Japan's Hatoyama tries to shift more power to the politicians
Japan's Hatoyama, the new prime minister, is carrying out a campaign promise to push aside bureaucrats and shift more power to the politicians. The effort is playing to favorable reviews – though budging an entrenched bureaucracy will take time.
For decades, Japan's weekly political calendar was fixed. Before the cabinet met on Tuesdays, the top civil servants from each ministry would meet on Mondays. If the bureaucrats had not already set government policy, the wags said, the ministers would have nothing to rubber stamp.Skip to next paragraph
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There was enough truth in that barb for Yukio Hatoyama, Japan’s new prime minister, to have abolished the bureaucrats’ Monday meeting since he took office last September.
And as he overturns Japanese political habits of a lifetime in his bid to shift power from civil servants to elected politicians, Mr. Hatoyama’s reforms are winning generally favorable, if cautious, reviews.
“They are trying to do the right thing; politicians should be responsible for politics, not bureaucrats,” says Minoru Morita, a veteran political commentator. But their “incompetence,” he charges, “has caused a great deal of confusion.”
Certainly there have been hiccups as an inexperienced Democratic Party (DPJ) government – which consigned the Liberal Democrats to their first electoral defeat in nearly 60 years last August – has struggled to find an even keel. Different cabinet members have voiced widely differing opinions, for example, over the future of the United States Marine Corps base at Futenma, confusing their American interlocutors.
Many observers attribute this disarray to DPJ politicians’ declared desire to work and set policy independently of the bureaucracy, heightened by a lack of leadership from Hatoyama himself, who has been dogged by funding scandals.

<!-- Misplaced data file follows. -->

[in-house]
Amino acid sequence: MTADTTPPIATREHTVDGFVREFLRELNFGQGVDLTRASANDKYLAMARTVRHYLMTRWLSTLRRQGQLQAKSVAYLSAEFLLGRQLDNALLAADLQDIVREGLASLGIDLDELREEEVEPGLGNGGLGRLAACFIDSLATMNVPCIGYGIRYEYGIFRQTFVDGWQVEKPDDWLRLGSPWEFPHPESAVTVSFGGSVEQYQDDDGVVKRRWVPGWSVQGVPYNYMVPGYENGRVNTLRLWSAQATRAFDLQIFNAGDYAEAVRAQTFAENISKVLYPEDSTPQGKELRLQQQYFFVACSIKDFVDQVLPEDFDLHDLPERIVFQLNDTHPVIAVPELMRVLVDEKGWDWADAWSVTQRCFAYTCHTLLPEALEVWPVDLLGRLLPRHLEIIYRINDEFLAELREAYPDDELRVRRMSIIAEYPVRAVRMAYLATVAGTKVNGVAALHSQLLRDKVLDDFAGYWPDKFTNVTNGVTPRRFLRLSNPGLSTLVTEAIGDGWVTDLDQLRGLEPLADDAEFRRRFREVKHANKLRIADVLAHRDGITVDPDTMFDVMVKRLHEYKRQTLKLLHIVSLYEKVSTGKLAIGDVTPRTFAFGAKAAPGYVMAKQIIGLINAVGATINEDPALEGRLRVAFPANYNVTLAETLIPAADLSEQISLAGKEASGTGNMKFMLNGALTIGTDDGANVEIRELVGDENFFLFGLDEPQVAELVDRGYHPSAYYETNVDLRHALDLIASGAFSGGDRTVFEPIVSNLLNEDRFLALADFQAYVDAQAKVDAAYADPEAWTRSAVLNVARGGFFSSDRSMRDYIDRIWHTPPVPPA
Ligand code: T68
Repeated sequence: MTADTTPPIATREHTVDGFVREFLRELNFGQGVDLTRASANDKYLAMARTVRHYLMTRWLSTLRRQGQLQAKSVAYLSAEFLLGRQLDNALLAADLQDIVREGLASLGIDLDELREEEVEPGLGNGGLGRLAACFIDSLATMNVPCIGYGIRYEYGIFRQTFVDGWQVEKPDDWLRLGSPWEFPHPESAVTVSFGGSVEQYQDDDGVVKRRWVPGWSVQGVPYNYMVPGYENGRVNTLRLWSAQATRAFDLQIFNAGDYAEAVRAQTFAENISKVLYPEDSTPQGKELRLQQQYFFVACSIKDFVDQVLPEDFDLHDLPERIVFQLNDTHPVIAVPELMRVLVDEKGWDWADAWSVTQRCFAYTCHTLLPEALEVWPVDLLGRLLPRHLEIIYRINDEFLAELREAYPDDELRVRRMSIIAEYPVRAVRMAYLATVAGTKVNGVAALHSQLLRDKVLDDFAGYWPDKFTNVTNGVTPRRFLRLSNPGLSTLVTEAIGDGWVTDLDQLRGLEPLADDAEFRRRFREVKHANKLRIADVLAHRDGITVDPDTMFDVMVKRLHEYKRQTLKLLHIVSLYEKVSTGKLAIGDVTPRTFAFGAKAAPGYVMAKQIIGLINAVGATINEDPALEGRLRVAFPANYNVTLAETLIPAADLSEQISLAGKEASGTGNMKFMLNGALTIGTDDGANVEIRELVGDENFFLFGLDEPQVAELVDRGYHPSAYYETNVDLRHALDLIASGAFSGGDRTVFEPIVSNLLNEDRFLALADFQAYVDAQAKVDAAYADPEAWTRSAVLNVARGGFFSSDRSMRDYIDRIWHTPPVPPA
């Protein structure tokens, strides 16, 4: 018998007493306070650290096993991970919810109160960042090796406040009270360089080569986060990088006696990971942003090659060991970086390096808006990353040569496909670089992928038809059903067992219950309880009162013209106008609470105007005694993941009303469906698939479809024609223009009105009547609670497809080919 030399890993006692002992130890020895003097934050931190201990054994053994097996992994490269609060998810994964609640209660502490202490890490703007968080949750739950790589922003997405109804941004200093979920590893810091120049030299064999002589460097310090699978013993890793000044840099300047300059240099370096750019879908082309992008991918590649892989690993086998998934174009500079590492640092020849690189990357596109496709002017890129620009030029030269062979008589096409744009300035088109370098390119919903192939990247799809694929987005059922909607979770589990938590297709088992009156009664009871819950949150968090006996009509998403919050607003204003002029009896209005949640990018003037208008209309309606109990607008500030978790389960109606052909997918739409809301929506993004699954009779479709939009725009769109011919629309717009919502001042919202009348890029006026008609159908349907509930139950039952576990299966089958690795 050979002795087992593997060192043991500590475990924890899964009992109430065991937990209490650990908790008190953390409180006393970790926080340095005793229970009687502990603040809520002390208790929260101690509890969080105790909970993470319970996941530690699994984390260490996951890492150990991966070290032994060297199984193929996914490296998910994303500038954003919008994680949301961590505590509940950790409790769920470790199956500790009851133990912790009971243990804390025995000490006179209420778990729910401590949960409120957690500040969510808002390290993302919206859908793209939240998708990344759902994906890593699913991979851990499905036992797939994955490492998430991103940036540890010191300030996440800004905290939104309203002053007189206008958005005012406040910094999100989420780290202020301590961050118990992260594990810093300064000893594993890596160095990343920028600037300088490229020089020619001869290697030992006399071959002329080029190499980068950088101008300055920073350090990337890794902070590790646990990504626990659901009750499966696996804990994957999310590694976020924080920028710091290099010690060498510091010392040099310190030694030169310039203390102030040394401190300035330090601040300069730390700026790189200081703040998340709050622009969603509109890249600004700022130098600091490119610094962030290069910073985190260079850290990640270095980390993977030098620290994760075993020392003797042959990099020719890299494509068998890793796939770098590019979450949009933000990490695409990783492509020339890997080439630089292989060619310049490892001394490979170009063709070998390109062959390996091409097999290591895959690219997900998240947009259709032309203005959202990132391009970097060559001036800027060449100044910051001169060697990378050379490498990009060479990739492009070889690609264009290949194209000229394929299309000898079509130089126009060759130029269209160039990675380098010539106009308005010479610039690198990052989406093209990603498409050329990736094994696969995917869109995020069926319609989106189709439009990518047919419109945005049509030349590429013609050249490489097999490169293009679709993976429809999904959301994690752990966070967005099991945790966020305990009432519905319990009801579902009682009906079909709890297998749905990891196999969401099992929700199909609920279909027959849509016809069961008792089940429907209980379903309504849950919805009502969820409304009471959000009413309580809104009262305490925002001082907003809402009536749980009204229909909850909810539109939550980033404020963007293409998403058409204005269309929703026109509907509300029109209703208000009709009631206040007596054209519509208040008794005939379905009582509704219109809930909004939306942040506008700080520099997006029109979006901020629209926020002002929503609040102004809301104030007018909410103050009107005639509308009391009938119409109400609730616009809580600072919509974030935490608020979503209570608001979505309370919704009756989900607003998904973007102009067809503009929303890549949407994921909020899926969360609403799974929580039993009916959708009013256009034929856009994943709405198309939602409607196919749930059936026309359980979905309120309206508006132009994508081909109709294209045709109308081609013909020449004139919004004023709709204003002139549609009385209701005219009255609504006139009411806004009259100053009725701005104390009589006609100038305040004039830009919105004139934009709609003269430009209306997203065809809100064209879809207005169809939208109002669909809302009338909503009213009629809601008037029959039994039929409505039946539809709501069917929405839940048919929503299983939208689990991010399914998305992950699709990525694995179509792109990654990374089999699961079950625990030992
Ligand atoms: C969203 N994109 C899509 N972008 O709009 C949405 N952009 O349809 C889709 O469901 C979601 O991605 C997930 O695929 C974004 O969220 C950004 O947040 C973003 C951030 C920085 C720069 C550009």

Bureaucrats ran the show
Since at least the end of World War II, the bureaucracy has been the beating heart of Japanese politics, amassing power that far outstripped the authority enjoyed by successive LDP governments.
Senior civil servants routinely gave press conferences – unconstrained by any requirement for anonymity – and often openly cast scorn on the DJP, then in the opposition. Cabinet ministers would bring senior bureaucrats with them to parliament to answer members’ questions for them about government policy.
The new government has banned civil servants from the Diet, and forbidden them to give press conferences. Politicians have also held televised “budget screening” sessions, in which Diet members publicly hauled bureaucrats over the coals in search of wasteful spending. These proved extremely popular with the public, even if they did identify only 2 percent of the budget as unnecessary.
In the wake of such symbolic actions, however, the heavy work of reforming a well-entrenched and resentful bureaucracy has only just started.
Key to the effort is a bill now before parliament that would give the government the authority to name senior civil servants, “a kind of revolution,” says Takao Toshikawa, a journalist who specializes in Kasumigaseki, as the government bureaucracy is known, named for the Tokyo district in which most ministries are located.